The door opened and Larissa stood there with her hair in a messy knot on top of her head and a cup of coffee in her hand. She looked wide awake. Guess getting up at six gives you plenty of time to drink the coffee.

“Surprise, surprise, if it isn’t the drunk Romeo,” she said with a roll of her eyes. She turned around leaving the door open and walked back into the living area. Jilly was there playing with her toys and watching some show where a little girl was a toy doctor—or it looked like that anyway.

Larissa walked over and sat down on the sofa.

“Eli!” Jilly cried out with glee when a commercial came on. She ran over to hug my leg. I bent down and picked her up.

“Hey, squirt,” I said then kissed her head.

“Hey,” she replied giggling and curled against me. Then just as quickly, she squirmed to get down and went back to her toys.

“Want to know how you got home?” Larissa asked.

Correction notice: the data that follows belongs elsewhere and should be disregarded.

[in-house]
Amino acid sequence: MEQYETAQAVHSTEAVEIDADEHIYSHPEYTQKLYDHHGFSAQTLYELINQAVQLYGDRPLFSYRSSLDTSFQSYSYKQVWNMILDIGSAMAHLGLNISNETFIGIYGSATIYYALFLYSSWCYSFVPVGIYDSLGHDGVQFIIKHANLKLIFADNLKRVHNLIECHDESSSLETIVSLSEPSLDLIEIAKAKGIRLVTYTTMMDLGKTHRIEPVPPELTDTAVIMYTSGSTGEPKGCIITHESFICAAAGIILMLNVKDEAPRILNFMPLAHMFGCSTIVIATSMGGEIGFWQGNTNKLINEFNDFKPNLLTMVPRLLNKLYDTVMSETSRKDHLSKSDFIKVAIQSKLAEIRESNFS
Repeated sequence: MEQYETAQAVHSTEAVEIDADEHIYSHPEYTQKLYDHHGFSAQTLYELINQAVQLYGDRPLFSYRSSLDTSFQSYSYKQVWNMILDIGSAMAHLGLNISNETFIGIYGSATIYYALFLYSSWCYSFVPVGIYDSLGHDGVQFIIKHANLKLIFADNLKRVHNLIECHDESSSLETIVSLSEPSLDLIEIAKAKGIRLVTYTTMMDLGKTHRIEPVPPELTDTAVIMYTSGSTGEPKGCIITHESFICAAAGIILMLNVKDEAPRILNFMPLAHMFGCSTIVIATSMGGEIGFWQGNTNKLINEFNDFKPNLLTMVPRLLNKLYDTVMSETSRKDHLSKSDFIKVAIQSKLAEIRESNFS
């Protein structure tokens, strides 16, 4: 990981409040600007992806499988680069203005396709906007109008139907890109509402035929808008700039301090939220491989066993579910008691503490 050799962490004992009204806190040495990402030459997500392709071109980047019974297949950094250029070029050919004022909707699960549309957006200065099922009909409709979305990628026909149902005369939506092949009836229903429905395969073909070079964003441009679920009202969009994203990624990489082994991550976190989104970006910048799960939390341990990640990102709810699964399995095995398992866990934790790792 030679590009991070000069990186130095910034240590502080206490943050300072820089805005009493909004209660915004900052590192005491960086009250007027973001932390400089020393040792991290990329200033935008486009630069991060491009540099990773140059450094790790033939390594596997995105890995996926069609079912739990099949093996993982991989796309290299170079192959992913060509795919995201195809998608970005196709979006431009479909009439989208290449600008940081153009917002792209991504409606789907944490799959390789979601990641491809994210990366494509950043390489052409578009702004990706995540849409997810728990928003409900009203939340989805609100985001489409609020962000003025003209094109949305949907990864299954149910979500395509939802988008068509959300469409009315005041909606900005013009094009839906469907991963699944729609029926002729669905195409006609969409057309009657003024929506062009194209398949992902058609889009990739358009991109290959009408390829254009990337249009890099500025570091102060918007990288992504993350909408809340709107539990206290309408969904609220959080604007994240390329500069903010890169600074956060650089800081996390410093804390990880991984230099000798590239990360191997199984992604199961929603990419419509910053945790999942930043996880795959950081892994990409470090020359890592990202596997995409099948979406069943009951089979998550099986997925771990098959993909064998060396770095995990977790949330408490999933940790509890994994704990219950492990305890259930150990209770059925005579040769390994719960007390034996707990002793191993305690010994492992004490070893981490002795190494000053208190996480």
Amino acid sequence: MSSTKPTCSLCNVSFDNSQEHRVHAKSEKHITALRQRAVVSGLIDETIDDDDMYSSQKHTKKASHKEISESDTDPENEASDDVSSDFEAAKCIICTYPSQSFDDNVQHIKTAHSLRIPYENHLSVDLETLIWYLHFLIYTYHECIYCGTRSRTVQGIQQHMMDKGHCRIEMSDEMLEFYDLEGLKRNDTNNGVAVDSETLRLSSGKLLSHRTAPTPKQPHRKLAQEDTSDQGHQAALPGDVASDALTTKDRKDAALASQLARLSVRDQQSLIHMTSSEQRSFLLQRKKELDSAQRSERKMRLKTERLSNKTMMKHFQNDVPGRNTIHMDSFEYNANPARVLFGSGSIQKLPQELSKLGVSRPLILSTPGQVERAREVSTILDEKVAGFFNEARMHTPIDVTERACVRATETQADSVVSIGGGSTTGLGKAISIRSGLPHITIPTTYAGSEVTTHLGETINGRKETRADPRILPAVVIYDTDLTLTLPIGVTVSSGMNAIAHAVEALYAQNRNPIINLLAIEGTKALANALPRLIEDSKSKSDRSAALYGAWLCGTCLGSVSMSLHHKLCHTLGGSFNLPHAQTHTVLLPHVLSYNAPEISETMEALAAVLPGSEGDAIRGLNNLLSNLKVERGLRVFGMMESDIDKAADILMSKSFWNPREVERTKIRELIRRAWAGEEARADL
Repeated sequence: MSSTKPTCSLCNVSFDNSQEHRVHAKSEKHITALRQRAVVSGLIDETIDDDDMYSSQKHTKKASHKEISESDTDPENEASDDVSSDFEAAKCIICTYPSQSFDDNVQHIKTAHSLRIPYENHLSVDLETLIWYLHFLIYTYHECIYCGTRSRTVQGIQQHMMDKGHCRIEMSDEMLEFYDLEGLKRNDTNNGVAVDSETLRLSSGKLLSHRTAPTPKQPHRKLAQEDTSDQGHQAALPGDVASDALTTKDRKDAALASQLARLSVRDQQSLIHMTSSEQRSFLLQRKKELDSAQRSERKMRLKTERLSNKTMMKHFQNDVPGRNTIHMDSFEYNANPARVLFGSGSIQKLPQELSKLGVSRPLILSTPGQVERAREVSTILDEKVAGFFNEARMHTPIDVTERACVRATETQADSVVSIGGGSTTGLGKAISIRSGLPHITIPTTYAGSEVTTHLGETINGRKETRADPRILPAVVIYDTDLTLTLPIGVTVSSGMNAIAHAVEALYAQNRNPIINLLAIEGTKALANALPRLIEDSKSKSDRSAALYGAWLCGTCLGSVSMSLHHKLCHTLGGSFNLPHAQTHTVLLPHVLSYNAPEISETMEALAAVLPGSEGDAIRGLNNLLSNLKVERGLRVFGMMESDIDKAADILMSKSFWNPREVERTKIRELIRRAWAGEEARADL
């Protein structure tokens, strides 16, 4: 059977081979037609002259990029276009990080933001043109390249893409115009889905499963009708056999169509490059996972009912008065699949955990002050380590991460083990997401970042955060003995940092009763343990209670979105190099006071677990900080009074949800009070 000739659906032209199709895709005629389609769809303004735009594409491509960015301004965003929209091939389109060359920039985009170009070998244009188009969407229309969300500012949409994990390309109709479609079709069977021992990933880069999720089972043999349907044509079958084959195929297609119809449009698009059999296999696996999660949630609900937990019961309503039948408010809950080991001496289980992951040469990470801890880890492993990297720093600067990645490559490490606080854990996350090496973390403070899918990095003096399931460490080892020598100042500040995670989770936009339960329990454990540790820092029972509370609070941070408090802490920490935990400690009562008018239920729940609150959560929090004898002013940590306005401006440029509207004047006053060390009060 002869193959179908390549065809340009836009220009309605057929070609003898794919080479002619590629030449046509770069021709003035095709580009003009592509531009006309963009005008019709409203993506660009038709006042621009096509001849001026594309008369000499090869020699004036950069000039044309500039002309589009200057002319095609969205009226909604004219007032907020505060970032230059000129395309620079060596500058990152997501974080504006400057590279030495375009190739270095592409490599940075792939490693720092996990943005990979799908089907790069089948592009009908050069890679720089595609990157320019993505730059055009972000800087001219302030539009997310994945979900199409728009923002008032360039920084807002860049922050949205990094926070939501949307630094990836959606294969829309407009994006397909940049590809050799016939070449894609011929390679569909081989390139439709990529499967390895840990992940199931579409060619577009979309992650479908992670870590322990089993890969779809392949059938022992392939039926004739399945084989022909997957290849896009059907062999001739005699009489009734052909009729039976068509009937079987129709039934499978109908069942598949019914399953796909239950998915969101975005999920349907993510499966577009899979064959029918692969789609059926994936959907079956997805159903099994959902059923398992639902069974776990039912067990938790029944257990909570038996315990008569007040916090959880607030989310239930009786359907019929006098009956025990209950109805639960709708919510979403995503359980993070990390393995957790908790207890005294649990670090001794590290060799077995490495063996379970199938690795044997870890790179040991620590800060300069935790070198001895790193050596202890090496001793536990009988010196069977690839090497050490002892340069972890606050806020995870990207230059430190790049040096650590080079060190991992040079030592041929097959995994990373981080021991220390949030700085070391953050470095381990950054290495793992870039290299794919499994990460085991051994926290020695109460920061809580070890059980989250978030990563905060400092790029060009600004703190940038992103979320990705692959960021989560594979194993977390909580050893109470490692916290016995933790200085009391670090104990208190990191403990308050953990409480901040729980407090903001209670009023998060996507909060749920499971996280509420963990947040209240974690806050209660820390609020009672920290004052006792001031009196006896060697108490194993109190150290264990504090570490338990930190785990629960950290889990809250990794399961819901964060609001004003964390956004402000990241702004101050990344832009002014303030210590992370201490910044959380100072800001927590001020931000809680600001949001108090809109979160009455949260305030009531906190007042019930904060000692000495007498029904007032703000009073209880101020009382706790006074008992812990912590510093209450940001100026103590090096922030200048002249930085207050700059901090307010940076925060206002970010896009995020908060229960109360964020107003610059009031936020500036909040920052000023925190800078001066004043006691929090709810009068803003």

I wanted to know more than that.

“Or what happened after our third dance,” I said.

Her eyes went wide. Then she burst out laughing. “You’re kidding me, right? You weren’t that bad off!”

“It wasn’t my best night. Started out being frustrated with life. Drinking away the shit things had turned out with Micah and Jimmy. Then I saw her walk in and acted. Thought the no-women rule was dumb and moved over there. I regret it now. Trust me. My head is still pounding.”

Larissa was curled up on the sofa with her cup looking amused. “Well, she was one you wouldn’t want to forget. Beautiful, but so proper it was funny. You were taken with her.”

I knew all that. “Tell me what I don’t remember. Not a recap of what I do.”

Larissa sighed. “Well, okay. You danced a lot more than three dances. Then you left. You dropped your keys off with me because I insisted. You told me y’all were going for a walk on the beach. You were gone two hours. Then you came back when I was walking out after closing. I drove you home then had Micha drop your truck off. That’s it.”